State FMLA Regulations
State Maternity Leave Laws: Protect Your Rights
State maternity leave supplement several of the federal regulations such as the Family Medical Leave Act (FMLA), and others. Protect your rights by learning how the rules apply to your work situation.
There are fourteen states that have these additional job protection benefits that may be used during a pregnancy disability, and/or maternity leave. But the rules, requirements, qualifications, and eligibility guidelines vary based upon where you work. What to look for:
State Family Leave Size Requirements
The Federal family leave law pertains to any organization that employs fifty or more employees working within a seventy five mile radius of the worksite. This requirement works great for employees working from a headquarter location, but not as well for workers in branch offices, telecommuters, and other remote workers. Also, the fifty employee cut off eliminates quite a few small businesses and their employees.
The state level regulations provide broader employee size requirement thereby providing job protected leave to a greater number of workers. Some rules set the requirement at fifty employees nationwide without the location criteria in the federal rule, which opens things up for remote workers. Others simply have a lower number of employees as the criteria.
Employee Qualifications: Hours Worked, Family Makeup
For the federal legislation employee qualifications for family leave involve the number hours worked during a specified time frame, and includes definitions for who qualifies as a family member.
State laws sometimes expand the pool of covered workers by lowering the hours worked qualifications. There may be fewer hours worked over a twelve month period, or a shorter window of time. In some cases part time employees may be able to qualify. Also those who may have suffered a period of unemployment may now qualify. This is helpful for seasonal workers in particular.
The federal rule allows for leave to care for a child, parent, or spouse. Many states expand upon this family definition and may include: domestic partners, civil union partners, grandparents, grandchildren, and parents in law.
Length of Leave Guidelines
The federal legislation allows for 12 weeks of unpaid leave. The various equivalents sometimes extend this time, but sometimes in different ways. The most obvious time guideline is simply stated in the length of time allowed for job protected leave. Some allow for more, others for less.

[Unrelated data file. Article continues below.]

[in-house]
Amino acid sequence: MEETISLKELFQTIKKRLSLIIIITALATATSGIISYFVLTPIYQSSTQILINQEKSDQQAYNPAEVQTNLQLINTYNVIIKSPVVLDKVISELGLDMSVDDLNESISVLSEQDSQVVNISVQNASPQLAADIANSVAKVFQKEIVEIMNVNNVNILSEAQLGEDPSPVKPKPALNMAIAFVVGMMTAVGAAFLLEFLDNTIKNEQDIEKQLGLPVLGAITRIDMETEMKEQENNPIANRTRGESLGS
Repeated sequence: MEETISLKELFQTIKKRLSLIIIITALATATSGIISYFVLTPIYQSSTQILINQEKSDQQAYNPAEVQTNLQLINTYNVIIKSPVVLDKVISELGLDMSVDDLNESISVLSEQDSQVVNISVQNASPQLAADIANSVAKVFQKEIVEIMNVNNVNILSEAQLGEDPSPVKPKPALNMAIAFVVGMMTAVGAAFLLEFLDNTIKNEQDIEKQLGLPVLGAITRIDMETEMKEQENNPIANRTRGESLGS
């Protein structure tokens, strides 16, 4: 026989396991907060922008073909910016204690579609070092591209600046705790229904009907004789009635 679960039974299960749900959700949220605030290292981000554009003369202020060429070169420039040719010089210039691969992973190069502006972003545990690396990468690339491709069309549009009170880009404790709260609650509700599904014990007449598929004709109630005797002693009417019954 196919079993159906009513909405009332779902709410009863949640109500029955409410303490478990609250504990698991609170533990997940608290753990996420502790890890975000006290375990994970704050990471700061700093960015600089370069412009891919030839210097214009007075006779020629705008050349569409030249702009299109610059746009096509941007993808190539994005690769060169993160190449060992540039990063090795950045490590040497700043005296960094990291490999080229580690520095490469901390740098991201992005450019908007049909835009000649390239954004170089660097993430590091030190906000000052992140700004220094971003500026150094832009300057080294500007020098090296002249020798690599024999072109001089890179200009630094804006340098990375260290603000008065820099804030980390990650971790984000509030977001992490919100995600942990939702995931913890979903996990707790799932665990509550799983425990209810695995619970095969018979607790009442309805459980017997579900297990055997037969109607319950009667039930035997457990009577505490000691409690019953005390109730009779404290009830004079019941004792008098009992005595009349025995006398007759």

Digging a little more deeply you may find that your state and federal rights may run concurrently, or sequentially. Taking the two concurrently means the job protected leave time frames overlap. You will only extend the time if the state allows for longer leave.
Sometimes you can take leave sequentially which allows for more time away from the job. This happens most frequently during a pregnancy disability leave. The federal legislation allows for job protected leave for your own disability, or to take care of a sick family member. You might use the federal leave during the time before childbirth.
Some states restrict use of the leave only for care of a sick family member, or to bond with a baby, but not your own disability. At first blush this appears restrictive. In reality, many mothers find they can take the two different leaves sequentially: one leave for her disability, a second to care for her infant.
Health Benefits Policies While on Leave
The federal legislation requires that employers continue health benefits on the same basis as other working employees. This means any premium payments made on behalf of employees will continue. But most employers share in the cost of health benefits. While on leave, the worker must continue making payments on her share, but now using after tax dollars which actually may cost much more.
Some states have a similar policy, while others don’t. Either way many couples are shocked to find out how much their employer was contributing towards medical coverage costs. People often complain that COBRA coverage is too expensive. It is often much higher than what they used to pay, and budgeted to pay. But in reality it represents the true cost of coverage - without the employer contribution.